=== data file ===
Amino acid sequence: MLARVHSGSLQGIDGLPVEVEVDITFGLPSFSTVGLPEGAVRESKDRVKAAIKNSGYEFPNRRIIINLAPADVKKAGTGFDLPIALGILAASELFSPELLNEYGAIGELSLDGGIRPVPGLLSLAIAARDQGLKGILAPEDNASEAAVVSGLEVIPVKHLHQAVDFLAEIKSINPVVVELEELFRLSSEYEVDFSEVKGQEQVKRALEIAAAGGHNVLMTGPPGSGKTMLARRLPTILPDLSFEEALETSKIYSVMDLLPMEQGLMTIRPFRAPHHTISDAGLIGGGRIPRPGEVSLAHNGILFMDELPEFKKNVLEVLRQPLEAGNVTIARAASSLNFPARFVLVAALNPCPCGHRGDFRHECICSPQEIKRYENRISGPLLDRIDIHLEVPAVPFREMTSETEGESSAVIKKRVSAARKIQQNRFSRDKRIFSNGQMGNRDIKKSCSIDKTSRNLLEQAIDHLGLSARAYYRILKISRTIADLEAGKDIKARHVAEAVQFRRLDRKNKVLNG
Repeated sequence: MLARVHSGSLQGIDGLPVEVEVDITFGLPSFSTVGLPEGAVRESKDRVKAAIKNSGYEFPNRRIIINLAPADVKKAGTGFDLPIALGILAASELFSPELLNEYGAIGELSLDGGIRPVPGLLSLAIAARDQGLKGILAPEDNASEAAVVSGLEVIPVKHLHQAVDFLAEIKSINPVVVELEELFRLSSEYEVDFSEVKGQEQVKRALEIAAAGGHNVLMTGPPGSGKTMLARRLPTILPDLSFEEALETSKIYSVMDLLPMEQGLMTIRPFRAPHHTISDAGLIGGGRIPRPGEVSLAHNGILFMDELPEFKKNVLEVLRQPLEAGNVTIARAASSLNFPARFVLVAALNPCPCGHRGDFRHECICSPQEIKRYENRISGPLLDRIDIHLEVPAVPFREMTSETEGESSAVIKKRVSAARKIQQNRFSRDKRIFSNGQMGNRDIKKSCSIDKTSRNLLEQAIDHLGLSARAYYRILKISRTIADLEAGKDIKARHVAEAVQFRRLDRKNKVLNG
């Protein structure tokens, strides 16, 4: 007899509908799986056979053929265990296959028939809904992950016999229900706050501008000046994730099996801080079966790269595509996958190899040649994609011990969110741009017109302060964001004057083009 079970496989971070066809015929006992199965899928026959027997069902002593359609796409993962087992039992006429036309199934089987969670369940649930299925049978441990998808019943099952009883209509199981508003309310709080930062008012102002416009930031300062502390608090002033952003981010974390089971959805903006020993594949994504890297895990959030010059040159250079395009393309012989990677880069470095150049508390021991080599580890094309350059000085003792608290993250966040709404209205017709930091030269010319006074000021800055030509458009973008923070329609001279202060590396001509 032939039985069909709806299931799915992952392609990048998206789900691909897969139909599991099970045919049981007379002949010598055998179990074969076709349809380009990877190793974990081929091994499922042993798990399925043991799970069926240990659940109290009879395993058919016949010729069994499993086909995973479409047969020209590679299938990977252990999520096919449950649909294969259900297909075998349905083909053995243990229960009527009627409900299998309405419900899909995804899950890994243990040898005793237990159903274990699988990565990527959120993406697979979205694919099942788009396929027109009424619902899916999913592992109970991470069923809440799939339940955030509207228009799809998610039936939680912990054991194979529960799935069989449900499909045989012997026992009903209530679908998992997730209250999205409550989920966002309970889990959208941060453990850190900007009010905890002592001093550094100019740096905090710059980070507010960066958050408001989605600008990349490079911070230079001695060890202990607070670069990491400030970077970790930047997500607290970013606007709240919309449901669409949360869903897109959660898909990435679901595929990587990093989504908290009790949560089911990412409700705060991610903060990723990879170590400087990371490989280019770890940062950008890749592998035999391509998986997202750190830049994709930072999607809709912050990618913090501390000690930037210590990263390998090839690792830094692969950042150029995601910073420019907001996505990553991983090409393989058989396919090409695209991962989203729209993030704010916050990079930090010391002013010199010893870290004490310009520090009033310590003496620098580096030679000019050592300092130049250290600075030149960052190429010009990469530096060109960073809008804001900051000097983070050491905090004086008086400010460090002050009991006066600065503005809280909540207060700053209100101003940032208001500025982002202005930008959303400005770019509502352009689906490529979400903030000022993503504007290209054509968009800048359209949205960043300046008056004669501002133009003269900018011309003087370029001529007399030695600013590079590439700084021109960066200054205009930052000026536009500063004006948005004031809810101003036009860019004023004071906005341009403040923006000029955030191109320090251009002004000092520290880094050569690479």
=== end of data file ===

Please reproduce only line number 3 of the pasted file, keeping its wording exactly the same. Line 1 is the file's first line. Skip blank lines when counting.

């Protein structure tokens, strides 16, 4: 007899509908799986056979053929265990296959028939809904992950016999229900706050501008000046994730099996801080079966790269595509996958190899040649994609011990969110741009017109302060964001004057083009 079970496989971070066809015929006992199965899928026959027997069902002593359609796409993962087992039992006429036309199934089987969670369940649930299925049978441990998808019943099952009883209509199981508003309310709080930062008012102002416009930031300062502390608090002033952003981010974390089971959805903006020993594949994504890297895990959030010059040159250079395009393309012989990677880069470095150049508390021991080599580890094309350059000085003792608290993250966040709404209205017709930091030269010319006074000021800055030509458009973008923070329609001279202060590396001509 032939039985069909709806299931799915992952392609990048998206789900691909897969139909599991099970045919049981007379002949010598055998179990074969076709349809380009990877190793974990081929091994499922042993798990399925043991799970069926240990659940109290009879395993058919016949010729069994499993086909995973479409047969020209590679299938990977252990999520096919449950649909294969259900297909075998349905083909053995243990229960009527009627409900299998309405419900899909995804899950890994243990040898005793237990159903274990699988990565990527959120993406697979979205694919099942788009396929027109009424619902899916999913592992109970991470069923809440799939339940955030509207228009799809998610039936939680912990054991194979529960799935069989449900499909045989012997026992009903209530679908998992997730209250999205409550989920966002309970889990959208941060453990850190900007009010905890002592001093550094100019740096905090710059980070507010960066958050408001989605600008990349490079911070230079001695060890202990607070670069990491400030970077970790930047997500607290970013606007709240919309449901669409949360869903897109959660898909990435679901595929990587990093989504908290009790949560089911990412409700705060991610903060990723990879170590400087990371490989280019770890940062950008890749592998035999391509998986997202750190830049994709930072999607809709912050990618913090501390000690930037210590990263390998090839690792830094692969950042150029995601910073420019907001996505990553991983090409393989058989396919090409695209991962989203729209993030704010916050990079930090010391002013010199010893870290004490310009520090009033310590003496620098580096030679000019050592300092130049250290600075030149960052190429010009990469530096060109960073809008804001900051000097983070050491905090004086008086400010460090002050009991006066600065503005809280909540207060700053209100101003940032208001500025982002202005930008959303400005770019509502352009689906490529979400903030000022993503504007290209054509968009800048359209949205960043300046008056004669501002133009003269900018011309003087370029001529007399030695600013590079590439700084021109960066200054205009930052000026536009500063004006948005004031809810101003036009860019004023004071906005341009403040923006000029955030191109320090251009002004000092520290880094050569690479």